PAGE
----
Paper $37.95 ISBN: 9780774816571 Published January 2011 For sale in USA only
Cloth $105.00 ISBN: 9780774816564 Published July 2010 For sale in USA only

Administering the Colonizer

Manchuria’s Russians under Chinese Rule, 1918-29

Blaine R. Chiasson,

Administering the Colonizer

Blaine R. Chiasson,

Distributed for University of British Columbia Press

304 pages
Paper $37.95 ISBN: 9780774816571 Published January 2011 For sale in USA only
Cloth $105.00 ISBN: 9780774816564 Published July 2010 For sale in USA only
Harbin of the 1920s was viewed by Westerners as a world turned upside down. The Chinese government had taken over administration of the Russian-founded Chinese Eastern Railway concession, and its large Russian population. This account of the decade-long multi-ethnic and multinational administrative experiment in North Manchuria reveals that China not only created policies to promote Chinese sovereignty but also instituted measures to protect the Russian minority. This multi-faceted book is a historical examination of how an ethnic, cultural, and racial majority coexisted with a minority of a different culture and race. It restores to history the multiple national influences that have shaped northern China and Chinese nationalism.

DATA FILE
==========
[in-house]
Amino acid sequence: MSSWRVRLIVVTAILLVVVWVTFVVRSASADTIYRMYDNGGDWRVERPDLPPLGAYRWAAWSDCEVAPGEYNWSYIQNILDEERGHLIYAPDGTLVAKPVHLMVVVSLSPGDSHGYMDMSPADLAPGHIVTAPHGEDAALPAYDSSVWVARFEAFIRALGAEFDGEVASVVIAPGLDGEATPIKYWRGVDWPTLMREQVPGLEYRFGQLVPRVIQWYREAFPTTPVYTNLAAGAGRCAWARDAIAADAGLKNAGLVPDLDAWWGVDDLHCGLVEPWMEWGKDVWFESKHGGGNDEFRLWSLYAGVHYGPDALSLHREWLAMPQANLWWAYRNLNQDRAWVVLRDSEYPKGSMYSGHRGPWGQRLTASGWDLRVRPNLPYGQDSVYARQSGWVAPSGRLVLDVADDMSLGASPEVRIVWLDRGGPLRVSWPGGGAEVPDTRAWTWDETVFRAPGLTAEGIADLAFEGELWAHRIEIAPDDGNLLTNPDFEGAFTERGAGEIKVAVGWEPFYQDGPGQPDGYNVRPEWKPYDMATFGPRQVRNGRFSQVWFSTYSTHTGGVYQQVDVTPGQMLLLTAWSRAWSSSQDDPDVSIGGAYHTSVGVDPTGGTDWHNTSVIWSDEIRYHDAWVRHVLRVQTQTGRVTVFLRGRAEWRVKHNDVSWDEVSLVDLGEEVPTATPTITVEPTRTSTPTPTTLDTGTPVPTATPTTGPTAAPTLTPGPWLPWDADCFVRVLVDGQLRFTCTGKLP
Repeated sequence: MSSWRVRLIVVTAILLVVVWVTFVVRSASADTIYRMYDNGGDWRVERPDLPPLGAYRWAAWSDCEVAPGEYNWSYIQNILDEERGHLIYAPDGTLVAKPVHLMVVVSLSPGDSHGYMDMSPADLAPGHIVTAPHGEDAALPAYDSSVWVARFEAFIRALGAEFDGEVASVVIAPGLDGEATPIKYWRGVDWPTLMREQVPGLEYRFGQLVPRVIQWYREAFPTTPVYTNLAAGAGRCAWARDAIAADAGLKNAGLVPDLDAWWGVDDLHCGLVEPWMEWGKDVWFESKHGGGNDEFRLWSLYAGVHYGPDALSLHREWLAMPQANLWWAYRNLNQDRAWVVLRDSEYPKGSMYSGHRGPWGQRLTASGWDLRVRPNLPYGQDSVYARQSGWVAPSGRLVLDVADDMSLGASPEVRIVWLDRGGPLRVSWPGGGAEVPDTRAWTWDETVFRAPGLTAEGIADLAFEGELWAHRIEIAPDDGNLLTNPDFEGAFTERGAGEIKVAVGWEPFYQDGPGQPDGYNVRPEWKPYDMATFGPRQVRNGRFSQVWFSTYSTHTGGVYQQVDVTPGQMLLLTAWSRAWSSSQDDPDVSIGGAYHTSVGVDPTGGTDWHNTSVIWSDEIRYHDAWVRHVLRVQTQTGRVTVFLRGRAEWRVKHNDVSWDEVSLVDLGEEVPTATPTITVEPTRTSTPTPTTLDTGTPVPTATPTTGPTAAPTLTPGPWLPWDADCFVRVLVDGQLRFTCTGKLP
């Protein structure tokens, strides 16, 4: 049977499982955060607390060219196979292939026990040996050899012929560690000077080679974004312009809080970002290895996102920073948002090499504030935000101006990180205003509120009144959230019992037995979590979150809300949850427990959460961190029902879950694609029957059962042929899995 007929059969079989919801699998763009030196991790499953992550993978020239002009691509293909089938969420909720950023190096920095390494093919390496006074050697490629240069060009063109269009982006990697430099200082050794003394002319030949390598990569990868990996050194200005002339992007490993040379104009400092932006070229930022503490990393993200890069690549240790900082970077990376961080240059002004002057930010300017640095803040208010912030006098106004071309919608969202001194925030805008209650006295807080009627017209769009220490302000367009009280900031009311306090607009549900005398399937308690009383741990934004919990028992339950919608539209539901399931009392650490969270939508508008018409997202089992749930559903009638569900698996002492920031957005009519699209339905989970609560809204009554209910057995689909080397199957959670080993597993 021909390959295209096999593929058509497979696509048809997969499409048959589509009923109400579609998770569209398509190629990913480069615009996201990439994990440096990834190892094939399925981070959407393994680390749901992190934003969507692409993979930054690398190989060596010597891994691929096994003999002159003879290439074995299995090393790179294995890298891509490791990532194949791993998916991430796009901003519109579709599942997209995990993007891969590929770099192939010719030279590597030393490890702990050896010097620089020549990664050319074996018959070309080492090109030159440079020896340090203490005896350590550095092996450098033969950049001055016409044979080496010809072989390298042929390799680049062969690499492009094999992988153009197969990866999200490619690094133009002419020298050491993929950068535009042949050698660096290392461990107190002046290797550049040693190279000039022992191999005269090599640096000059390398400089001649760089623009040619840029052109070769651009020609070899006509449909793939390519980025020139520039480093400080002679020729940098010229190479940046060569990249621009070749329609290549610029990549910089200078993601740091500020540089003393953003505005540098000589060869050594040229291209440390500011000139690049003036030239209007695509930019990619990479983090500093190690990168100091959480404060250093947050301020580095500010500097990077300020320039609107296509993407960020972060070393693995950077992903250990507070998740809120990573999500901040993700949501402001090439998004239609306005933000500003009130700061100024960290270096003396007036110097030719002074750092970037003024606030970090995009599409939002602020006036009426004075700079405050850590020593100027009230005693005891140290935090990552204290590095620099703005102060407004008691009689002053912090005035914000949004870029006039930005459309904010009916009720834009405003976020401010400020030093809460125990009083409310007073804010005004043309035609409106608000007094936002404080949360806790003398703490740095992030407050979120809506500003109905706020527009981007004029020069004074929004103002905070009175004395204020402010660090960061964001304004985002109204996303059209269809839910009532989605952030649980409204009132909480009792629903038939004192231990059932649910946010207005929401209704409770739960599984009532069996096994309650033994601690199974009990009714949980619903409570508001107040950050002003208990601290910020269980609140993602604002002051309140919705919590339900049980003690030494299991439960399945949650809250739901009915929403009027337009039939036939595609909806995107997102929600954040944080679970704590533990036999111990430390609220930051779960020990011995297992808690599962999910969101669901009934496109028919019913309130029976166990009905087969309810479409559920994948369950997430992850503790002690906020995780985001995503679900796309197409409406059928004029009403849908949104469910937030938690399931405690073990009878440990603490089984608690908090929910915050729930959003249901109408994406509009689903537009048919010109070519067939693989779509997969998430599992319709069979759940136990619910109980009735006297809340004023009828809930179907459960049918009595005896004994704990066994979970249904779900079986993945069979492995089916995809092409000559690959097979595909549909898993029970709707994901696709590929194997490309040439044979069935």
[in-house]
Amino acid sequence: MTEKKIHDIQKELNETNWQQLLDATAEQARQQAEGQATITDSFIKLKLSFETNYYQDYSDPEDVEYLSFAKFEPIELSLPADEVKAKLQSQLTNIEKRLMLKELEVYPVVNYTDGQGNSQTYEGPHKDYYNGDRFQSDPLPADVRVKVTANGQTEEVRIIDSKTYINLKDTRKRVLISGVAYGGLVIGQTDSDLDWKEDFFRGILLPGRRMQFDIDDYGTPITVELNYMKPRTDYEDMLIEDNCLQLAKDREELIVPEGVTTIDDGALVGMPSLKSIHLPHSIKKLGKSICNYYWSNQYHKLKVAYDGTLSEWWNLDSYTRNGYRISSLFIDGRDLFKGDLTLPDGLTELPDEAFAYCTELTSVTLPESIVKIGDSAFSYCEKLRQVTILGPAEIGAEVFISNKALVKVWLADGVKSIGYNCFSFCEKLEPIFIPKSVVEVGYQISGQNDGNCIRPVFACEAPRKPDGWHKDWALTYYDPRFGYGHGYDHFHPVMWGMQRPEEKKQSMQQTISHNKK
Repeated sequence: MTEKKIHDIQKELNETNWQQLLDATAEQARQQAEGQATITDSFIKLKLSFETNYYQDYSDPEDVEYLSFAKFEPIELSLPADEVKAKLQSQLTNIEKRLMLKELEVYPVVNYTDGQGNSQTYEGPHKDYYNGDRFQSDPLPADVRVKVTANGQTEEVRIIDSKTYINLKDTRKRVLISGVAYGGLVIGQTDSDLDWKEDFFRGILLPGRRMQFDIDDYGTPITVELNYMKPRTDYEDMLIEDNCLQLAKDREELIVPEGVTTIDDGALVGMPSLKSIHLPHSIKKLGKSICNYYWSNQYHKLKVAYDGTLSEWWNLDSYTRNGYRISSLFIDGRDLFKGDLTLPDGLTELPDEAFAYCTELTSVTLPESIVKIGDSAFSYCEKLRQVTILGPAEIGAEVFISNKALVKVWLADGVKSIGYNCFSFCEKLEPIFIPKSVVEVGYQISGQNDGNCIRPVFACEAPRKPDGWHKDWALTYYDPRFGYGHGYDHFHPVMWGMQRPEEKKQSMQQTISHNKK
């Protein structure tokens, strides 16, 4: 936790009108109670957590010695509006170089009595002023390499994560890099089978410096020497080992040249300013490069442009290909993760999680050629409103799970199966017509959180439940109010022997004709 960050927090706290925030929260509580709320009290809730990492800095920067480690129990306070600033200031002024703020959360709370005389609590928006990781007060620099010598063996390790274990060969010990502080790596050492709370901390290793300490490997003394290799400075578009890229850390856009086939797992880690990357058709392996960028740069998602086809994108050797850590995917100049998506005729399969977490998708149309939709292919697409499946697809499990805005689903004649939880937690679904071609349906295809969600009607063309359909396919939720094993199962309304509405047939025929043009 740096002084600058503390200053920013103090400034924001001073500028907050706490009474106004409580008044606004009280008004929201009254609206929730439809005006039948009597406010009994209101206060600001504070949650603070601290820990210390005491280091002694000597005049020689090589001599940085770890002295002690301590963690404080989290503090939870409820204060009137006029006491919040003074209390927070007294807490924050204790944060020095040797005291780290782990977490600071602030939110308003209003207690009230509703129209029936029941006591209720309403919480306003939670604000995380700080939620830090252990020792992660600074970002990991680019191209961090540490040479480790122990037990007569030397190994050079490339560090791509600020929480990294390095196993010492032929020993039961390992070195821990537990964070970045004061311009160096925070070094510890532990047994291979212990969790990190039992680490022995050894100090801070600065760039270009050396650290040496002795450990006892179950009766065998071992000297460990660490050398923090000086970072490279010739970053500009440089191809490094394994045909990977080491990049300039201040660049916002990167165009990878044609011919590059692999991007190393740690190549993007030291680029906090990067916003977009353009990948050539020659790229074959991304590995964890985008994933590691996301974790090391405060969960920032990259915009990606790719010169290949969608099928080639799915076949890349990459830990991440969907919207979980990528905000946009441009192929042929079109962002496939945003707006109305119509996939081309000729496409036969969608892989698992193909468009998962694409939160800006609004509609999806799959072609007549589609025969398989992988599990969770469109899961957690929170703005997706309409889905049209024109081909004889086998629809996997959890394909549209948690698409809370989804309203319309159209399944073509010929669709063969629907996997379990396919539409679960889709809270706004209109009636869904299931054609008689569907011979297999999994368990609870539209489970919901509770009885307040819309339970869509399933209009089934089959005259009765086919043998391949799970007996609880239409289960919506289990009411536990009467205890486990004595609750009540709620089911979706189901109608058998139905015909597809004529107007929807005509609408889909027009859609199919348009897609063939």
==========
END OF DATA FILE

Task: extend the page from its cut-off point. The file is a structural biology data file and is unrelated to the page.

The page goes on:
Contents

1 Introduction: Where Yellow Ruled White – Harbin, 1929

2 Railway Frontier: North Manchuria before 1917

3 The Chinese Eastern Railway: From Russian Concession to Chinese Special District

4 Securing the Special District: Police, Courts, and Prisons

5 Experiments Co-Administering the Chinese Eastern Railway

6 Manchurian Landlords: The Struggle over the Special District’s Land

7 Whose City Is This? Special District Municipal Governance

8 Making Russians Chinese: Secondary and Post-Secondary Education

9 Conclusion: Playing Guest and Host on the Manchurian Stage

Appendix

Notes

Bibliography

Index

For more information, or to order this book, please visit https://press.uchicago.edu
Google preview here

Chicago Manual of Style

RSS Feed

RSS feed of the latest books from University of British Columbia Press. RSS Feed